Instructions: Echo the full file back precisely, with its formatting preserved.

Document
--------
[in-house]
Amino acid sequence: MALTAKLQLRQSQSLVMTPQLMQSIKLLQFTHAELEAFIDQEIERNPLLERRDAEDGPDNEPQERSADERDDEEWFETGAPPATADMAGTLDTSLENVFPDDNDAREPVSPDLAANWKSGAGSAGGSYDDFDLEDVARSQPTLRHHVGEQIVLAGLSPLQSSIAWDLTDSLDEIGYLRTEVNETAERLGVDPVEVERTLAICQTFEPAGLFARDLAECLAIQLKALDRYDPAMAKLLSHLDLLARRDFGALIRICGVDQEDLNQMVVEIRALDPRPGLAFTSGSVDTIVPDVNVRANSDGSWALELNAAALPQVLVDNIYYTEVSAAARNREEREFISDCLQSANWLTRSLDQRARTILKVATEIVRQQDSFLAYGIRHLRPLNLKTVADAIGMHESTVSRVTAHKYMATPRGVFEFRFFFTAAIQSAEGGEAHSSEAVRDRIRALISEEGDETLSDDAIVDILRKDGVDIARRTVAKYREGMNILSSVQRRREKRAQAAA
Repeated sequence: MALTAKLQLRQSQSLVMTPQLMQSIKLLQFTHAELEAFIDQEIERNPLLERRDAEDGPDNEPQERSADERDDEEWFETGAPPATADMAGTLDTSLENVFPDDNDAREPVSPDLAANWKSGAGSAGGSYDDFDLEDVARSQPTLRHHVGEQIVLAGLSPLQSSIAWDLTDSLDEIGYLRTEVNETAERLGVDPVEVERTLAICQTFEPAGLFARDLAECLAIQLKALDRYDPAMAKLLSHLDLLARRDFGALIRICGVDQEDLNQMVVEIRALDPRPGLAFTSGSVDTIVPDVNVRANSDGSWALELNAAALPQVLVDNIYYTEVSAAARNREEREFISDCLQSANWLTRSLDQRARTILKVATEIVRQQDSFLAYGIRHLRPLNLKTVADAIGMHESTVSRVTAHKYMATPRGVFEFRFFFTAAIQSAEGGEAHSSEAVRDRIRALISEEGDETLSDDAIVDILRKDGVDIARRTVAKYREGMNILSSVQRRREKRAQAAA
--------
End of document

[in-house]
Amino acid sequence: MALTAKLQLRQSQSLVMTPQLMQSIKLLQFTHAELEAFIDQEIERNPLLERRDAEDGPDNEPQERSADERDDEEWFETGAPPATADMAGTLDTSLENVFPDDNDAREPVSPDLAANWKSGAGSAGGSYDDFDLEDVARSQPTLRHHVGEQIVLAGLSPLQSSIAWDLTDSLDEIGYLRTEVNETAERLGVDPVEVERTLAICQTFEPAGLFARDLAECLAIQLKALDRYDPAMAKLLSHLDLLARRDFGALIRICGVDQEDLNQMVVEIRALDPRPGLAFTSGSVDTIVPDVNVRANSDGSWALELNAAALPQVLVDNIYYTEVSAAARNREEREFISDCLQSANWLTRSLDQRARTILKVATEIVRQQDSFLAYGIRHLRPLNLKTVADAIGMHESTVSRVTAHKYMATPRGVFEFRFFFTAAIQSAEGGEAHSSEAVRDRIRALISEEGDETLSDDAIVDILRKDGVDIARRTVAKYREGMNILSSVQRRREKRAQAAA
Repeated sequence: MALTAKLQLRQSQSLVMTPQLMQSIKLLQFTHAELEAFIDQEIERNPLLERRDAEDGPDNEPQERSADERDDEEWFETGAPPATADMAGTLDTSLENVFPDDNDAREPVSPDLAANWKSGAGSAGGSYDDFDLEDVARSQPTLRHHVGEQIVLAGLSPLQSSIAWDLTDSLDEIGYLRTEVNETAERLGVDPVEVERTLAICQTFEPAGLFARDLAECLAIQLKALDRYDPAMAKLLSHLDLLARRDFGALIRICGVDQEDLNQMVVEIRALDPRPGLAFTSGSVDTIVPDVNVRANSDGSWALELNAAALPQVLVDNIYYTEVSAAARNREEREFISDCLQSANWLTRSLDQRARTILKVATEIVRQQDSFLAYGIRHLRPLNLKTVADAIGMHESTVSRVTAHKYMATPRGVFEFRFFFTAAIQSAEGGEAHSSEAVRDRIRALISEEGDETLSDDAIVDILRKDGVDIARRTVAKYREGMNILSSVQRRREKRAQAAA